Hunger, fury, and lessons learnt from a short story

Yesterday, I finished editing the Malaysian Chinese gothic ghost story that I’ve been working on, tumultuously, with a fair amount of hair-pulling, for the better part of two months. Writing this piece was a great deal more challenging than I expected at the outset. I thought I’d share about what I struggled with, and consequently what I learnt about the craft of writing and about myself.

The first challenge I had to wrestle with was trying to write it ‘right’. All possible accusations of fraud leapt out at me. How can I claim to be a horror writer, when I’ve only ever written one other horror story (The Mark: and that was not with the explicit purpose to frighten, but to unsettle)? Who am I to write a Chinese ghost story when I’ve hardly lived in Asia and I have to reference-check every Chinese word I use? And how can I dare to label it as gothic when I had to spend an afternoon self-consciously Googling elements of gothic literature?

[It’s dark, it’s uncanny, it’s sensual, it has omens and spirits, it’s set in the 90s and there’s terrible phone reception—so, heck, I’m just gonna roll with it.]

Eventually, I figured out that I just had to write it ‘right by me’, although that in itself is much easier said than done. I had to focus on exactly what I was trying to convey, and shave away any pretence of being something else. My and my mother’s hazy recollections of talismans and spirits and superstitions are enough. The inspirations and influences from various things I’ve read, and places I’ve travelled, are enough. It’s enough that I’m emotionally honest with the reader.

The second challenge I had to overcome? My fear of being too…weird. What did I expect, really? In writing a story about suppressed hunger and fury, I found myself struggling with my own suppressed hunger and fury, wondering if I was coming across as too angry, too twisted, too much.

My story aims to be metaphorical and impressionistic, not explicit and didactic. I’m not trying to impart any particular lesson, but to inject you, the reader, into Fen Fang’s body: so that you can feel her feelings, grapple with her reality, and scramble as it distorts. I enjoyed this exercise immensely—using Fang’s senses, her behaviour, and even the form of her language and thought, to shape the narrative experience. It’s certainly the most metaphorical and twisty thing I’ve written so far.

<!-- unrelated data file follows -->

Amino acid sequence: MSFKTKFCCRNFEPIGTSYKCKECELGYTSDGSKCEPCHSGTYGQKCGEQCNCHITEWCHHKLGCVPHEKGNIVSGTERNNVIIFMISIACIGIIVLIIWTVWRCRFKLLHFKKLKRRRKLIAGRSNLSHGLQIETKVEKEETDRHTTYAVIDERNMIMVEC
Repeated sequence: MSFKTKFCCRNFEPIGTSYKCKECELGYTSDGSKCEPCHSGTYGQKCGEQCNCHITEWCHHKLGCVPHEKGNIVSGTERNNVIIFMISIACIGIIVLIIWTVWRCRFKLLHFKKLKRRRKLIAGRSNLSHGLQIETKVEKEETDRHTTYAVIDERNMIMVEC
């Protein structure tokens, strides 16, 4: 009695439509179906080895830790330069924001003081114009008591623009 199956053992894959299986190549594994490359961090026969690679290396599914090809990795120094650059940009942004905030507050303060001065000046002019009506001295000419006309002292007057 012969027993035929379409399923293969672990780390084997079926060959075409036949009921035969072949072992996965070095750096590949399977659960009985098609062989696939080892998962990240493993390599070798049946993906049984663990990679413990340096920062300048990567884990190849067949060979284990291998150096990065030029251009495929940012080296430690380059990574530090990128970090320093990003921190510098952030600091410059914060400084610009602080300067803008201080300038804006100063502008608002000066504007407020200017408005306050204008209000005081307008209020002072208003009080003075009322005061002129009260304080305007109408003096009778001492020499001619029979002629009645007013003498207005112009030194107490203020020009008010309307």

Plus, yeahhhh, there’s a ghost in it!

I hope that I can share it with you soon.

Aurealis Awards 2019: Shortlisted!

Greetings, digital ghosts.

Just a little post to announce that my short story, The Mark, has been shortlisted for Best Horror Short Story in the 2019 Aurealis Awards.

 
Wang Yibo dancing on stage with a seductive twirl.
Mood

I’m feeling incredibly privileged and honoured that my second published work is an Aurealis Awards nominee.

Congratulations to all the other finalists: a stellar line-up!

https://aurealisawards.org/2020/03/25/2019-aurealis-awards-shortlist-announcement/

The Misplaced Giant – AntipodeanSF

Hello, internet!

My flash fiction, The Misplaced Giant, is live!

You can find it online here in Issue 255 of AntipodeanSF, for a limited time.

I dug this wacky little piece out of a folder of buried scribblings from my good ol’ university days, and thought it a perfect fit for a SF/F/H mag from the bottom side of the planet.

I hope you enjoy it.

PS. A narration by yours truly may be forthcoming.

***

Update (04/02/2020): The Misplaced Giant is no longer live on the AntiSF website, but you can still read it from the archives.

Brewing…

It’s been quiet on the blog front.

Life, work, and other inevitable mundanities have unfortunately slowed the writing down these past few months. My health has taken a hit, and it has been hard to find the mental and physical energy to work on my creative projects. But I’m hoping to make a slow U-turn, back towards the things that mean the most to me.

I’m delighted to share that the first draft of my novel-in-progress, Uploading, is taking shape. There are now 77,000 wacky, cyberpunky, meandering, feely, technophilic words in there!

This year, I’ve also had two super exciting acceptances. One is a short short story, and the other is a novella. I’ll have more news about these closer to their publication. Stay tuned!

Viva La Novella Shortlist & Excerpt: The Ship of Theseus

Earlier this year, I found out that my near-future, virtual reality, mind/body splitting, Asian-Australian spec-fic novella was shortlisted for Viva La Novella VII.

Needless to say, I had to pinch myself, oh, several hundred times.

If you like the sound of The Ship of Theseus, you can check out an excerpt of it now at Seizure Online. Thanks for reading!

The Mark – Verge Uncanny

verge2019-9781925835373-cover-print

I’m excited to share that my short story, ‘The Mark’, is in Verge Uncanny, published by Monash University and launched yesterday at Readings in the State Library of Victoria as part of the Emerging Writers Festival.

‘The Mark’ is a psychological horror story inspired by the Capgras delusion. It explores themes of womanhood, powerlessness and madness. It’s also a little ode to such works as The Yellow Wallpaper, by Charlotte Perkins Gilman, and Margaret Atwood’s Alias Grace.

Since receiving my contributor’s copy a couple of weeks ago, I admit I’ve already read it cover to cover. The stories are haunting, rich and imaginative–it’s exciting to get a glimpse of the sort of writing coming out of Melbourne and wider Australia!

You can find a copy at Readings (State Library of Victoria) or online here.